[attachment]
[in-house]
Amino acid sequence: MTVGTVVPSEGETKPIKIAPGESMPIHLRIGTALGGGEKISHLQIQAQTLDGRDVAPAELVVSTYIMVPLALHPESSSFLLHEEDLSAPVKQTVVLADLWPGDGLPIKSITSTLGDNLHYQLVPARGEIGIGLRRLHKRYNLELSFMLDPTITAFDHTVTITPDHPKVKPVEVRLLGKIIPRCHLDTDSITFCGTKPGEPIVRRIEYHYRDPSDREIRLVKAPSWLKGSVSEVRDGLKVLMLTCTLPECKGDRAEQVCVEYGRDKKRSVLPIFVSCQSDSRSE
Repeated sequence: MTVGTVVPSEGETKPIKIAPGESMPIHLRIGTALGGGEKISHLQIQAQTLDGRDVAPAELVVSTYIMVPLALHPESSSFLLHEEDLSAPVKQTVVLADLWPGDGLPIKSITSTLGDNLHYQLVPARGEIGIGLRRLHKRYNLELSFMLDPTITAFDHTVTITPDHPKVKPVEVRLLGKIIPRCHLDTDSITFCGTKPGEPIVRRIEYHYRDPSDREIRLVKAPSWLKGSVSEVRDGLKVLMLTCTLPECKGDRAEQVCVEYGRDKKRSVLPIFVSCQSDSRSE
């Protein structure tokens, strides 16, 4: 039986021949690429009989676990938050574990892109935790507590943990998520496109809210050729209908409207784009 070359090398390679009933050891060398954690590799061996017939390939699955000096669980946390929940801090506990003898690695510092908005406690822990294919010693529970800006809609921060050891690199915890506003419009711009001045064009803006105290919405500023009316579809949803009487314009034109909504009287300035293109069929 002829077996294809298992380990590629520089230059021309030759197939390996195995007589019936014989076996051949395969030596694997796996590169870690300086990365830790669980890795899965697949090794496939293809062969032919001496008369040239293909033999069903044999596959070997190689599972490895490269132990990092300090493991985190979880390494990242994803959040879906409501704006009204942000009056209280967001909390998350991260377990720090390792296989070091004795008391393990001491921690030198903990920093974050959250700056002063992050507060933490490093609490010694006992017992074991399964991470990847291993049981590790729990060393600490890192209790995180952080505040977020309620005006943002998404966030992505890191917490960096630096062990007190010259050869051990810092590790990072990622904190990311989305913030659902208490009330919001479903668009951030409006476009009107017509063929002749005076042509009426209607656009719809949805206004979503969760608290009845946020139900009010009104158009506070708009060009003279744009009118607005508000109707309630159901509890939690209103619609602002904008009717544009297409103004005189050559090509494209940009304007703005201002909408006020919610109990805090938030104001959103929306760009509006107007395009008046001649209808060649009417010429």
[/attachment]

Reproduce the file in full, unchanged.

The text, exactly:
[in-house]
Amino acid sequence: MTVGTVVPSEGETKPIKIAPGESMPIHLRIGTALGGGEKISHLQIQAQTLDGRDVAPAELVVSTYIMVPLALHPESSSFLLHEEDLSAPVKQTVVLADLWPGDGLPIKSITSTLGDNLHYQLVPARGEIGIGLRRLHKRYNLELSFMLDPTITAFDHTVTITPDHPKVKPVEVRLLGKIIPRCHLDTDSITFCGTKPGEPIVRRIEYHYRDPSDREIRLVKAPSWLKGSVSEVRDGLKVLMLTCTLPECKGDRAEQVCVEYGRDKKRSVLPIFVSCQSDSRSE
Repeated sequence: MTVGTVVPSEGETKPIKIAPGESMPIHLRIGTALGGGEKISHLQIQAQTLDGRDVAPAELVVSTYIMVPLALHPESSSFLLHEEDLSAPVKQTVVLADLWPGDGLPIKSITSTLGDNLHYQLVPARGEIGIGLRRLHKRYNLELSFMLDPTITAFDHTVTITPDHPKVKPVEVRLLGKIIPRCHLDTDSITFCGTKPGEPIVRRIEYHYRDPSDREIRLVKAPSWLKGSVSEVRDGLKVLMLTCTLPECKGDRAEQVCVEYGRDKKRSVLPIFVSCQSDSRSE
């Protein structure tokens, strides 16, 4: 039986021949690429009989676990938050574990892109935790507590943990998520496109809210050729209908409207784009 070359090398390679009933050891060398954690590799061996017939390939699955000096669980946390929940801090506990003898690695510092908005406690822990294919010693529970800006809609921060050891690199915890506003419009711009001045064009803006105290919405500023009316579809949803009487314009034109909504009287300035293109069929 002829077996294809298992380990590629520089230059021309030759197939390996195995007589019936014989076996051949395969030596694997796996590169870690300086990365830790669980890795899965697949090794496939293809062969032919001496008369040239293909033999069903044999596959070997190689599972490895490269132990990092300090493991985190979880390494990242994803959040879906409501704006009204942000009056209280967001909390998350991260377990720090390792296989070091004795008391393990001491921690030198903990920093974050959250700056002063992050507060933490490093609490010694006992017992074991399964991470990847291993049981590790729990060393600490890192209790995180952080505040977020309620005006943002998404966030992505890191917490960096630096062990007190010259050869051990810092590790990072990622904190990311989305913030659902208490009330919001479903668009951030409006476009009107017509063929002749005076042509009426209607656009719809949805206004979503969760608290009845946020139900009010009104158009506070708009060009003279744009009118607005508000109707309630159901509890939690209103619609602002904008009717544009297409103004005189050559090509494209940009304007703005201002909408006020919610109990805090938030104001959103929306760009509006107007395009008046001649209808060649009417010429």